Men are less likely to open their wallets when shopping for food, preferring to rack up the bargains instead, according to research into consumer habits.
While men appear to be more price-conscious, women are more concerned with healthy purchases.
They also admit to spending longer in-store than men, though not by much. Women take an average of 41 minutes to complete the shop, only five minutes longer than men.
Fewer than half of adults make a shopping list and stick to it. On average, journey time to the supermarket takes around 13 minutes. Most of the main grocery shopping takes place between 2pm and 3pm, while most top-up shopping is done at 6pm.
The survey employed the latest in eye-tracking technology, which essentially measures what someone looks at and how long they look at it for.
Shoppers in Cork and Dublin were shown footage of a typical trip to the supermarket taken from a customer’s point of view.
The eye-tracking component then tracked second-by-second eyeball movement and iris focus to see what caught people’s attention the most.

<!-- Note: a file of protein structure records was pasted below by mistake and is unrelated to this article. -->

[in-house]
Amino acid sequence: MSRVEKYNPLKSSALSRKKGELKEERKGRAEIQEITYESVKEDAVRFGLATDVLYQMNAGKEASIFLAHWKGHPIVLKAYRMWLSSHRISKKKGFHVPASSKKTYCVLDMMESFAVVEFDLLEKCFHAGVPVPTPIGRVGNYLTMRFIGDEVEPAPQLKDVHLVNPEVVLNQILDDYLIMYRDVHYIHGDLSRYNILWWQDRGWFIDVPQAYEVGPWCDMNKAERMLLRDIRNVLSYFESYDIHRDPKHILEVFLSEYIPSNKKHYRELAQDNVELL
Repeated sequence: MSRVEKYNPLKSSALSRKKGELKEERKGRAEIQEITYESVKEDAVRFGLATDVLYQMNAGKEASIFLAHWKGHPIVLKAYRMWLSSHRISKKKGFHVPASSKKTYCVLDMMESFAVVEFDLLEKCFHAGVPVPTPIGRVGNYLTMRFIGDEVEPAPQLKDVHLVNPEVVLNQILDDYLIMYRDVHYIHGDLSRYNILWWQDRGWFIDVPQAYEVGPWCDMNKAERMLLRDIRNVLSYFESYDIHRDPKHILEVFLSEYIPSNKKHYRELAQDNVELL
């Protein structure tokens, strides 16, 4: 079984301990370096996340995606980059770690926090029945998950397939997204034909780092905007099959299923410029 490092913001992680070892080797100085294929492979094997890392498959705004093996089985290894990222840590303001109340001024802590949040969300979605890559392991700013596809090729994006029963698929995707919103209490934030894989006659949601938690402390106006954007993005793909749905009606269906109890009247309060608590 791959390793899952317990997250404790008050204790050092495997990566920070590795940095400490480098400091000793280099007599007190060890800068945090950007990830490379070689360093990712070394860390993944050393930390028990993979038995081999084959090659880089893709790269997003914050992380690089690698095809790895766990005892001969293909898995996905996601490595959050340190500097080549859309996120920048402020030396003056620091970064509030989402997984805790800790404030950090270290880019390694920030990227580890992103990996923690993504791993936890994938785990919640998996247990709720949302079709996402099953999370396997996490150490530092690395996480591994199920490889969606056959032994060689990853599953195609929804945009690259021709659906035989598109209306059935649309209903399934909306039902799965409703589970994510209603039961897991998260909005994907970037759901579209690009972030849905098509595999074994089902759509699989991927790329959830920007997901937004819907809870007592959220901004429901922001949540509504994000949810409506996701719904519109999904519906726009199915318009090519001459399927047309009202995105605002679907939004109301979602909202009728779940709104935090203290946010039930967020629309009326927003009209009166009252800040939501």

The participants were also asked to fill out questionnaires after watching the video.
The majority of people go grocery shopping less than twice a week, while those who like to buy fresh produce go up to three times a week.
Those over the age of 30 are more likely to buy leading brands, apparently, and are more likely to use loyalty cards or vouchers than younger shoppers.
Those behind the research, Kinetic, Mindshare, and GroupM, wanted to gain insight into consumer shopping patterns, specifically in relation to out-of-home advertising — that which is seen “on the go” in public places.
Gráinne Dilleen, communications director in Kinetic, said the project provided a valuable insight into how consumers interact with this advertising. Hilary Tracey from Mindshare said they can now improve the relationship between products and consumers.
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